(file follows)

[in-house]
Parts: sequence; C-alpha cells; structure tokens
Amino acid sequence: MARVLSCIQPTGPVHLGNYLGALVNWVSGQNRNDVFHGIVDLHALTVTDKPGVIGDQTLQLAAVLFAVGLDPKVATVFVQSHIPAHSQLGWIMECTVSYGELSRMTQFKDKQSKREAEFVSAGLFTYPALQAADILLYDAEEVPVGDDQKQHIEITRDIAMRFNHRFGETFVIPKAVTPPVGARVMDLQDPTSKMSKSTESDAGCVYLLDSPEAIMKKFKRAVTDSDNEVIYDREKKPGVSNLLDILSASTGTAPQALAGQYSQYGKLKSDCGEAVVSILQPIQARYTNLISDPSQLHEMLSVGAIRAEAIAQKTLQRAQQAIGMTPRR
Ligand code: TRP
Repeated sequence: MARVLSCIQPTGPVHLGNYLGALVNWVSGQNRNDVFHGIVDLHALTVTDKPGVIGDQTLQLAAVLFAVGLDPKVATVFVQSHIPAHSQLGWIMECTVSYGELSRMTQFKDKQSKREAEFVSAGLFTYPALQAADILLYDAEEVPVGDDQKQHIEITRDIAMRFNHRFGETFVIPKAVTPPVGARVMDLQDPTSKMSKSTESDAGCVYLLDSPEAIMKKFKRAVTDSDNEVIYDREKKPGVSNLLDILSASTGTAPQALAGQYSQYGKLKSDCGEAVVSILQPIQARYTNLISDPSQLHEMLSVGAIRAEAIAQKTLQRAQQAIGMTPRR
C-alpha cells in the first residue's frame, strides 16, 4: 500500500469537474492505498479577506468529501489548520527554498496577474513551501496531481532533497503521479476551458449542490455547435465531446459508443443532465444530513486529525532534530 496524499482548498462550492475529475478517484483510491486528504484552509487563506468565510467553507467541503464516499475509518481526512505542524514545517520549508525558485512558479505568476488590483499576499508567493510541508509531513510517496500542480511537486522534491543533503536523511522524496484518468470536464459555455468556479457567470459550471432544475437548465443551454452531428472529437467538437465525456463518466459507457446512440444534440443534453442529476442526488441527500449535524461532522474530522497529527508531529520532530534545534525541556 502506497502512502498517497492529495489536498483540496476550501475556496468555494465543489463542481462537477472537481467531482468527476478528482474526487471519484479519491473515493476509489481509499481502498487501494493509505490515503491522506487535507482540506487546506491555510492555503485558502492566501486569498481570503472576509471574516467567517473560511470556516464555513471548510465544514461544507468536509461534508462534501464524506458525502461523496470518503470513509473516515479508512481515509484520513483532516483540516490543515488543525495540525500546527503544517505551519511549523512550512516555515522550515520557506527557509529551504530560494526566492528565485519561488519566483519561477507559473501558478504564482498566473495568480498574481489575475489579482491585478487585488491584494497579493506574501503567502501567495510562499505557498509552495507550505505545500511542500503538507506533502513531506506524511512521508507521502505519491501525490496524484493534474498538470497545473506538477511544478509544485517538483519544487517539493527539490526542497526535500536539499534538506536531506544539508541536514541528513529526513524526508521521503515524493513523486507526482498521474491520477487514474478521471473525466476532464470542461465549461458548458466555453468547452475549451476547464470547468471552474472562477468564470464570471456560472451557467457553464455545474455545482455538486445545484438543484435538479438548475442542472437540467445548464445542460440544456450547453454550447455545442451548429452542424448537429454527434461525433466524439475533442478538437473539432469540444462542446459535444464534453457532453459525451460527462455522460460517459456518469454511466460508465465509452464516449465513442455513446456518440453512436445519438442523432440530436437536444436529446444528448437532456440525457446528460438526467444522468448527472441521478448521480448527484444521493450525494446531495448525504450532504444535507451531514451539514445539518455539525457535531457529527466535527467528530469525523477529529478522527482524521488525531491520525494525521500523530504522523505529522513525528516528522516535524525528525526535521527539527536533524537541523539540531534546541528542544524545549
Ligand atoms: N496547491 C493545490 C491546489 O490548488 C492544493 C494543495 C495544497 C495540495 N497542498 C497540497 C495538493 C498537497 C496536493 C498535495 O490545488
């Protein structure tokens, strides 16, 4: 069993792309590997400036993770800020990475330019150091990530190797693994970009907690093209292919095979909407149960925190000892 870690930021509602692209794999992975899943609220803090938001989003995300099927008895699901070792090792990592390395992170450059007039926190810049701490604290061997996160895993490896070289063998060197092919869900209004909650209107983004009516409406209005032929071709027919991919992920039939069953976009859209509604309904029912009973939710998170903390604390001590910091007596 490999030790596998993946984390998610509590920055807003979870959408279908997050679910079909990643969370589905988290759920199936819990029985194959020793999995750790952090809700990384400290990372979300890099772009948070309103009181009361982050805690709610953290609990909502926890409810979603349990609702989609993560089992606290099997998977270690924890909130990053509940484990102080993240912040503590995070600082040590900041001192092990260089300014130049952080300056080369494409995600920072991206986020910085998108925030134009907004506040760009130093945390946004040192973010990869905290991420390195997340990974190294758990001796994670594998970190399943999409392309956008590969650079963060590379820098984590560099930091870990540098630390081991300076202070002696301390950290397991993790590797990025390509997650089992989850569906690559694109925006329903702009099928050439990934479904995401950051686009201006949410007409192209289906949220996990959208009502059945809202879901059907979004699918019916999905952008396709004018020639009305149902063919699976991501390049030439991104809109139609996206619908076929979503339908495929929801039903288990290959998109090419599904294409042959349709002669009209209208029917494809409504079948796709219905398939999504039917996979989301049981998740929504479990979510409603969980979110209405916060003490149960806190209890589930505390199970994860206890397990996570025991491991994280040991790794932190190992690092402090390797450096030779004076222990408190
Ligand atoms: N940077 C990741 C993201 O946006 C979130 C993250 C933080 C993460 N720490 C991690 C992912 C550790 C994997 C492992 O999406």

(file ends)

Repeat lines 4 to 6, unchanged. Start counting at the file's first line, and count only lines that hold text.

Ligand code: TRP
Repeated sequence: MARVLSCIQPTGPVHLGNYLGALVNWVSGQNRNDVFHGIVDLHALTVTDKPGVIGDQTLQLAAVLFAVGLDPKVATVFVQSHIPAHSQLGWIMECTVSYGELSRMTQFKDKQSKREAEFVSAGLFTYPALQAADILLYDAEEVPVGDDQKQHIEITRDIAMRFNHRFGETFVIPKAVTPPVGARVMDLQDPTSKMSKSTESDAGCVYLLDSPEAIMKKFKRAVTDSDNEVIYDREKKPGVSNLLDILSASTGTAPQALAGQYSQYGKLKSDCGEAVVSILQPIQARYTNLISDPSQLHEMLSVGAIRAEAIAQKTLQRAQQAIGMTPRR
C-alpha cells in the first residue's frame, strides 16, 4: 500500500469537474492505498479577506468529501489548520527554498496577474513551501496531481532533497503521479476551458449542490455547435465531446459508443443532465444530513486529525532534530 496524499482548498462550492475529475478517484483510491486528504484552509487563506468565510467553507467541503464516499475509518481526512505542524514545517520549508525558485512558479505568476488590483499576499508567493510541508509531513510517496500542480511537486522534491543533503536523511522524496484518468470536464459555455468556479457567470459550471432544475437548465443551454452531428472529437467538437465525456463518466459507457446512440444534440443534453442529476442526488441527500449535524461532522474530522497529527508531529520532530534545534525541556 502506497502512502498517497492529495489536498483540496476550501475556496468555494465543489463542481462537477472537481467531482468527476478528482474526487471519484479519491473515493476509489481509499481502498487501494493509505490515503491522506487535507482540506487546506491555510492555503485558502492566501486569498481570503472576509471574516467567517473560511470556516464555513471548510465544514461544507468536509461534508462534501464524506458525502461523496470518503470513509473516515479508512481515509484520513483532516483540516490543515488543525495540525500546527503544517505551519511549523512550512516555515522550515520557506527557509529551504530560494526566492528565485519561488519566483519561477507559473501558478504564482498566473495568480498574481489575475489579482491585478487585488491584494497579493506574501503567502501567495510562499505557498509552495507550505505545500511542500503538507506533502513531506506524511512521508507521502505519491501525490496524484493534474498538470497545473506538477511544478509544485517538483519544487517539493527539490526542497526535500536539499534538506536531506544539508541536514541528513529526513524526508521521503515524493513523486507526482498521474491520477487514474478521471473525466476532464470542461465549461458548458466555453468547452475549451476547464470547468471552474472562477468564470464570471456560472451557467457553464455545474455545482455538486445545484438543484435538479438548475442542472437540467445548464445542460440544456450547453454550447455545442451548429452542424448537429454527434461525433466524439475533442478538437473539432469540444462542446459535444464534453457532453459525451460527462455522460460517459456518469454511466460508465465509452464516449465513442455513446456518440453512436445519438442523432440530436437536444436529446444528448437532456440525457446528460438526467444522468448527472441521478448521480448527484444521493450525494446531495448525504450532504444535507451531514451539514445539518455539525457535531457529527466535527467528530469525523477529529478522527482524521488525531491520525494525521500523530504522523505529522513525528516528522516535524525528525526535521527539527536533524537541523539540531534546541528542544524545549